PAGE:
The number of £10m-plus London homes sold by upmarket estate agent Knight Frank has leapt by a third this year as rich Russian and Chinese buyers invested in the capital’s “super-prime” property market.
The data provides fresh evidence that while the wider London market has been in the grip of a pronounced slowdown, the luxury end of the sector is thriving - and that wealthy international buyers are apparently undeterred by Ed Miliband’s proposed mansion tax.
However, Knight Frank insisted these properties were not just being bought by ultra-high net worth individuals looking for a safe haven for some of their investment cash. It said Chinese buyers were favouring houses rather than flats and investment properties, suggesting they intended to spend time living in them with their families.
Knight Frank’s figures compared the first 10 months of this year with the same period in 2014. It also revealed that the number of homes costing £10m or more sold by the firm during the period was 92% higher than in 2012.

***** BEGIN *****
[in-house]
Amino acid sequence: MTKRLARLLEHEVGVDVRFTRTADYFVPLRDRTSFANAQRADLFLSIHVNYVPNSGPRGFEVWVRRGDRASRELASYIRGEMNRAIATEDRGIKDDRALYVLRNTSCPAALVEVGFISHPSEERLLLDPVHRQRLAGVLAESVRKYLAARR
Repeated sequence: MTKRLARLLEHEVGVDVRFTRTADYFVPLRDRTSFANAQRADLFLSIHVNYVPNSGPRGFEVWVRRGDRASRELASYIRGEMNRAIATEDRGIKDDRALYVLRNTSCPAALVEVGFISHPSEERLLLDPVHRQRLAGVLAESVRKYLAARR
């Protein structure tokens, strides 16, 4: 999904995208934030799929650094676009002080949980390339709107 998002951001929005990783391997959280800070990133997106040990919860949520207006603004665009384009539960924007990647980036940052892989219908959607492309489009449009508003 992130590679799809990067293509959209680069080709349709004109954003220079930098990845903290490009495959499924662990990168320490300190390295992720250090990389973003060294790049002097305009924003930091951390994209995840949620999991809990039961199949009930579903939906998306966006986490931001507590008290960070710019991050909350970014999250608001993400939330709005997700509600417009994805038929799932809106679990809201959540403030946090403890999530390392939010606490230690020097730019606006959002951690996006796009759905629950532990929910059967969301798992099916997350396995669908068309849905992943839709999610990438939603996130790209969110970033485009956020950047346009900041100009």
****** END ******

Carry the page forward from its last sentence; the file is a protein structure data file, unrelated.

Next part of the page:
The firm said this might seem “counter-intuitive” at a time of intense debate about Labour’s plans for a mansion tax on properties worth more than £2m to help fund the NHS, which had resulted in more subdued demand. However, the flurry of sales was in part due to sellersknocking between 5% and 10% off their asking prices in order to achieve a sale, it added.
At the same time, a sizeable number of luxury flats have been sold off-plan and “off market” in recent months, which has pushed prices up. In late September it emerged that a luxury housing development with views of Buckingham Palace had broken the price record for properties in Mayfair. British Land said it had sold 18 of 34 flats in its super-prime Clarges Mayfair development for an average of £11.6m each, even though work on the site only began this year.
In the six months to October, Russian buyers accounted for 21% of super-prime sales compared to 13% over the preceding six-month period, said Tim Wright at Knight Frank. This was also the year that mainland Chinese purchasers became active in the super-prime market for the first time, accounting for 3% of sales after negligible demand in previous years, he added.
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